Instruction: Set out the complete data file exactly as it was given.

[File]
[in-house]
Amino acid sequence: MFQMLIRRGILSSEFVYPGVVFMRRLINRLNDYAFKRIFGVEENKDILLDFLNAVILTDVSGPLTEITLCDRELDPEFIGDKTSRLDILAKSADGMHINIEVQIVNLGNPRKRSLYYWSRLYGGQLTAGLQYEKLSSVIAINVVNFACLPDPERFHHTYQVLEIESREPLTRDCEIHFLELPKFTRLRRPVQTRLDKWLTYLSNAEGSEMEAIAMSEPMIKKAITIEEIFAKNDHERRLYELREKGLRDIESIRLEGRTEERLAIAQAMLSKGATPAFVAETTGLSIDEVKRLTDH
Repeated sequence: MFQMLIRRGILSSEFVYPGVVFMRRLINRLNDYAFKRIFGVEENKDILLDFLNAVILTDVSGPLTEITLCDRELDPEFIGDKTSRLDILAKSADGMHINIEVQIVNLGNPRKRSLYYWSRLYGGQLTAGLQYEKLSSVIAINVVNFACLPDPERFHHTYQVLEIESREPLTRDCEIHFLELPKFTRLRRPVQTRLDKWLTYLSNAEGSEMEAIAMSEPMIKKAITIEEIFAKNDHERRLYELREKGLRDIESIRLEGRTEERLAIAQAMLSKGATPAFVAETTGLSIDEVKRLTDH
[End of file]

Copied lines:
[in-house]
Amino acid sequence: MFQMLIRRGILSSEFVYPGVVFMRRLINRLNDYAFKRIFGVEENKDILLDFLNAVILTDVSGPLTEITLCDRELDPEFIGDKTSRLDILAKSADGMHINIEVQIVNLGNPRKRSLYYWSRLYGGQLTAGLQYEKLSSVIAINVVNFACLPDPERFHHTYQVLEIESREPLTRDCEIHFLELPKFTRLRRPVQTRLDKWLTYLSNAEGSEMEAIAMSEPMIKKAITIEEIFAKNDHERRLYELREKGLRDIESIRLEGRTEERLAIAQAMLSKGATPAFVAETTGLSIDEVKRLTDH
Repeated sequence: MFQMLIRRGILSSEFVYPGVVFMRRLINRLNDYAFKRIFGVEENKDILLDFLNAVILTDVSGPLTEITLCDRELDPEFIGDKTSRLDILAKSADGMHINIEVQIVNLGNPRKRSLYYWSRLYGGQLTAGLQYEKLSSVIAINVVNFACLPDPERFHHTYQVLEIESREPLTRDCEIHFLELPKFTRLRRPVQTRLDKWLTYLSNAEGSEMEAIAMSEPMIKKAITIEEIFAKNDHERRLYELREKGLRDIESIRLEGRTEERLAIAQAMLSKGATPAFVAETTGLSIDEVKRLTDH